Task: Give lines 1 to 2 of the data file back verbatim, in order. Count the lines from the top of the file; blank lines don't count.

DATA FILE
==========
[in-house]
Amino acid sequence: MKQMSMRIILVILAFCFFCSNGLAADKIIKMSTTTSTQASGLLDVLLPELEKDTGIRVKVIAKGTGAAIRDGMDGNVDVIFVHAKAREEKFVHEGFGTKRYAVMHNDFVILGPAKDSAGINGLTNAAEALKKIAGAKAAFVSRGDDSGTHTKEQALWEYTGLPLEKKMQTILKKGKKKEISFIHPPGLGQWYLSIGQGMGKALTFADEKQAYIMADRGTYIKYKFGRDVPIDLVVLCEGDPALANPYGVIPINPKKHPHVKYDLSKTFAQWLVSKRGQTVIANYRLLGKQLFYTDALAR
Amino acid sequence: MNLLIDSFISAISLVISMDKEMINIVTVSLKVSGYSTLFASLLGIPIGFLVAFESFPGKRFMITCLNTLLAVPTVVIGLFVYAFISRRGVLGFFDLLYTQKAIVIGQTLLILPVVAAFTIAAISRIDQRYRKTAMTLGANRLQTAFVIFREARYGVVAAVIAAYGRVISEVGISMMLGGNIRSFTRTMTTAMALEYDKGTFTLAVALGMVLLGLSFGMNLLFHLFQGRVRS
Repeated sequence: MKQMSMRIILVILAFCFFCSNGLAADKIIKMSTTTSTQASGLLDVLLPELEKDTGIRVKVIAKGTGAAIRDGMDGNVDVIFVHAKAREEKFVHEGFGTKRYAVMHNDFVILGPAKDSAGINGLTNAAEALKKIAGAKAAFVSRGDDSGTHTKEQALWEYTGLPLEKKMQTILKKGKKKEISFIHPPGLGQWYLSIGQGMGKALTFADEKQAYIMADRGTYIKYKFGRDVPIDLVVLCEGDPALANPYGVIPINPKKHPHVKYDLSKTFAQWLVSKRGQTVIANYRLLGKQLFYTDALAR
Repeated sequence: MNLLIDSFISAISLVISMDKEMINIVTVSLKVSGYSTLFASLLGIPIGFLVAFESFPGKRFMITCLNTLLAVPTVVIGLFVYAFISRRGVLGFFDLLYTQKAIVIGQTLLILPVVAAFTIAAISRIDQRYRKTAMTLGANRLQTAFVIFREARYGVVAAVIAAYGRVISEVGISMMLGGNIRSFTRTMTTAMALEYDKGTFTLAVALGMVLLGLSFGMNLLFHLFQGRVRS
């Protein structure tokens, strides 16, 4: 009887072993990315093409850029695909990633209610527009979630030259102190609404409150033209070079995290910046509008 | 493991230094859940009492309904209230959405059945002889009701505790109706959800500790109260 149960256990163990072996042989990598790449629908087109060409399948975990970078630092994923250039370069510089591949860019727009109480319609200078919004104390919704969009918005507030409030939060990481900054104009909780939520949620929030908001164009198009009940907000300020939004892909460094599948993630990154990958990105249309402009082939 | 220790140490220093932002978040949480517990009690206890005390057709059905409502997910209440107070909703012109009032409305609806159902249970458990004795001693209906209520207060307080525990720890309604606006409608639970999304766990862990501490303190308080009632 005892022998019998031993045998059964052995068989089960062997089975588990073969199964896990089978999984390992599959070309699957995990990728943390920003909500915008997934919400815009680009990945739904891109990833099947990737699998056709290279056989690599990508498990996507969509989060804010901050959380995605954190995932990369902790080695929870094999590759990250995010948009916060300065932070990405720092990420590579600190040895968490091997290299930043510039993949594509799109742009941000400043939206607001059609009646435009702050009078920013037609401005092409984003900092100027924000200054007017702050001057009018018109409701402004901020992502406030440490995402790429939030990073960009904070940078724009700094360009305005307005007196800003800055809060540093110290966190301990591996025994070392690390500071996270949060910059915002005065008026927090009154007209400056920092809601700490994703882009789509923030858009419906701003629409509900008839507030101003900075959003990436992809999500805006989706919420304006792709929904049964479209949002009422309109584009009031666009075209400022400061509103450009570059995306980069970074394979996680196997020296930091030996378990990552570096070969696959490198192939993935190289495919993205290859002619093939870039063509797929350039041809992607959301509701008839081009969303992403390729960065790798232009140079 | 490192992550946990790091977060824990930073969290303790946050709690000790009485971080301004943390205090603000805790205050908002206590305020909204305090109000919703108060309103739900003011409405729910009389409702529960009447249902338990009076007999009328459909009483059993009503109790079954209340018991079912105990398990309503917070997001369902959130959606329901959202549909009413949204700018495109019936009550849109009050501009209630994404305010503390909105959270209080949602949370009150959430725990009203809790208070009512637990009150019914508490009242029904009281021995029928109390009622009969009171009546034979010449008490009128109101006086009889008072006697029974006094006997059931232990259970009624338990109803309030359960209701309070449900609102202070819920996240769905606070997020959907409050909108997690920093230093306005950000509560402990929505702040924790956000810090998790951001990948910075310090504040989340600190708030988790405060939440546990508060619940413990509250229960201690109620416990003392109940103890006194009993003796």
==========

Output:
[in-house]
Amino acid sequence: MKQMSMRIILVILAFCFFCSNGLAADKIIKMSTTTSTQASGLLDVLLPELEKDTGIRVKVIAKGTGAAIRDGMDGNVDVIFVHAKAREEKFVHEGFGTKRYAVMHNDFVILGPAKDSAGINGLTNAAEALKKIAGAKAAFVSRGDDSGTHTKEQALWEYTGLPLEKKMQTILKKGKKKEISFIHPPGLGQWYLSIGQGMGKALTFADEKQAYIMADRGTYIKYKFGRDVPIDLVVLCEGDPALANPYGVIPINPKKHPHVKYDLSKTFAQWLVSKRGQTVIANYRLLGKQLFYTDALAR